- Watch a lot of TV. I fully believe that television is just as important as sleep when you’re sick or avoiding sickness. I find reality shows ideal for sick-day viewing, because they’re usually pretty mindless and it won’t matter if you doze off. You may crave comfort TV as much as you do comfort food, so look up your favorites on Netflix Instant and/or Hulu. I always find myself needing to rewatch episodes of My So-Called Life, Freaks and Geeks (now on Instant!), and Degrassi when I’m under the weather, because they are soothingly familiar and nostalgic for me. I avoid really scary/trippy things (no Walking Dead or zombie movies) because of the crazy-dream potential. Comedy, on the other hand, is excellent on days like this, because wooziness makes things extra funny. There is really no better time to get stuck in a YouTube wormhole than on your sick day. Note: avoid using the internet for anything other than entertainment. Being sick is the time when you get to enjoy being antisocial, so take a Facebook and blogging break.
- Read, but only if you want to, for your own pleasure. During the super headache-y and tired first phase of a cold or flu, I can’t even deal with words on a page, so I stick with TV. Eventually, though, I get antsy and want words instead of moving pictures. I have to be very careful at this stage not to listen to my impulse to catch up on studying, or work. RESIST THE URGE TO BE PRODUCTIVE. This is a time for Star magazine and Vogue and Tiger Beat (there’s a 1D issue on the newsstands now, you can count on it), or for that tasty book you’ve been saving for when you got your work done, or your millionth reading of Harry Potter. Indulge in reading material the same way you would in food or TV.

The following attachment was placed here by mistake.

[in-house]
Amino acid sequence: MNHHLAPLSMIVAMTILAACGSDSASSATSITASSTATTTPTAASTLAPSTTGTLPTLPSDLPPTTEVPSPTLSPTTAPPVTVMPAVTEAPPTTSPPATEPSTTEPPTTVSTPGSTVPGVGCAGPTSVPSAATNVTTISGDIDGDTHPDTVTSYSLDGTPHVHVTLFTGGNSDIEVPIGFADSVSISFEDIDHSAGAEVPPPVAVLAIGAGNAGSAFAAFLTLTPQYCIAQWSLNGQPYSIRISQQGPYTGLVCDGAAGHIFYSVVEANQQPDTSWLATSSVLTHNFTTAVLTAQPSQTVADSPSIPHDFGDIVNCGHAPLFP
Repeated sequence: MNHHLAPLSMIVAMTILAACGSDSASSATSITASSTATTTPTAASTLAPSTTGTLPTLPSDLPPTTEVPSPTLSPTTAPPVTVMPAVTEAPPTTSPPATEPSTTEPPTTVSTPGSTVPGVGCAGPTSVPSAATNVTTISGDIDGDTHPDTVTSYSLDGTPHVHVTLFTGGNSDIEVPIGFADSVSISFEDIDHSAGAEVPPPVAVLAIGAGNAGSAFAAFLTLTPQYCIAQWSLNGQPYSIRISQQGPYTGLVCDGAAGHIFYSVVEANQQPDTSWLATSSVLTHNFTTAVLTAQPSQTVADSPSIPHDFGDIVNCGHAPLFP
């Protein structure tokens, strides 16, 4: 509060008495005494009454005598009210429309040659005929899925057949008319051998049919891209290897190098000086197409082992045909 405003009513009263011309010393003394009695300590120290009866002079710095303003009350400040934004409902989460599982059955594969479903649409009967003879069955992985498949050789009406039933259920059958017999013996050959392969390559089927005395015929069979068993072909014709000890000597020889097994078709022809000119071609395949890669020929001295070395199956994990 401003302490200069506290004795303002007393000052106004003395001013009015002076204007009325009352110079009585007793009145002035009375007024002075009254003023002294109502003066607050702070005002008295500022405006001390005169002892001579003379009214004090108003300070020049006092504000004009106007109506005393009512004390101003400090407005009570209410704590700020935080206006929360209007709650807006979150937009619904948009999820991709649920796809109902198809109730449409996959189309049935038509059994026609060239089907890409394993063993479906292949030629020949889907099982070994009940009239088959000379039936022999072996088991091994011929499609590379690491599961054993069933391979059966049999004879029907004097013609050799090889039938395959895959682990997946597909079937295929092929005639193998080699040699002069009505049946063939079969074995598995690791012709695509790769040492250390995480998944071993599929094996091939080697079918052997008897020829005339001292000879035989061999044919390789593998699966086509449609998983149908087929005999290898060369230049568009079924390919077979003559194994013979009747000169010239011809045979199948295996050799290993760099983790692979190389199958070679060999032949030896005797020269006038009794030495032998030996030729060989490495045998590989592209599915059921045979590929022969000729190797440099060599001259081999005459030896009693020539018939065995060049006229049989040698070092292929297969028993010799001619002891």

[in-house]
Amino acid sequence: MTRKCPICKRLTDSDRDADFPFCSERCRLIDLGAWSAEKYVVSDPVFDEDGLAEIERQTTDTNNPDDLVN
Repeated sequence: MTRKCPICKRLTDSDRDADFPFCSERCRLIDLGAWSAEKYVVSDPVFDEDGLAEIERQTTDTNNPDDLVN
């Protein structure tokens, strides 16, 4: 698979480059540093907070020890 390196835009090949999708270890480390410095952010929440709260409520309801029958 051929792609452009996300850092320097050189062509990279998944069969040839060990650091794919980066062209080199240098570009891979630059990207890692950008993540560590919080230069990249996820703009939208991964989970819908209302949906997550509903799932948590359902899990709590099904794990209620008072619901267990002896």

- Once you are feeling relaxed and maybe a bit restless, but still not quite ready to re-enter the world, it’s time to treat yo’self. This is when I pull out my nail polishes and go to town with some DIY nail art. My last sick day was right before Halloween, so I went with monster nails. Nurse Mom advocates using this time to take care of your feet, too. We’re walking and standing on them all the time and rarely get any special treatment—they deserve a pedicure, a massage, or a soak in Epsom salt.
- If you’re into baths, take a long one, and add lavender to the water—it’s a great scent for relaxation.
- In your final phases of recovery, do something creative but easy. Put photos in an album or make a scrapbook. Knit or do a T-shirt DIY or another one of Amy Rose’s crafting-for-dummies suggestions. You have all those magazines, you read them, now turn them into a collage.
My mom, in her infinite wisdom, also taught me about another kind of sick day, one that is just as important to you and the people you interact with on a daily basis—the kind you take when you’re not really sick, or at least not in the full-body, germs-are-attacking-you way. This is a day you take off because you just finished a big project or final exams and you’re feeling run down; because you need to rest up for some busy-making stuff on the horizon (holidays, moving, whatever); because you haven’t gotten enough sleep lately; because you’re exhausted, stressed out, burned out, or just plain tired of doing things that you have to do day in and day out. It’s a way to recharge yourself and take care of your brain and body—if you don’t give yourself a break every now and then, you will get sick, so if it helps you not feel guilty, you can think of this as preventative care. Let’s call this a reboot day.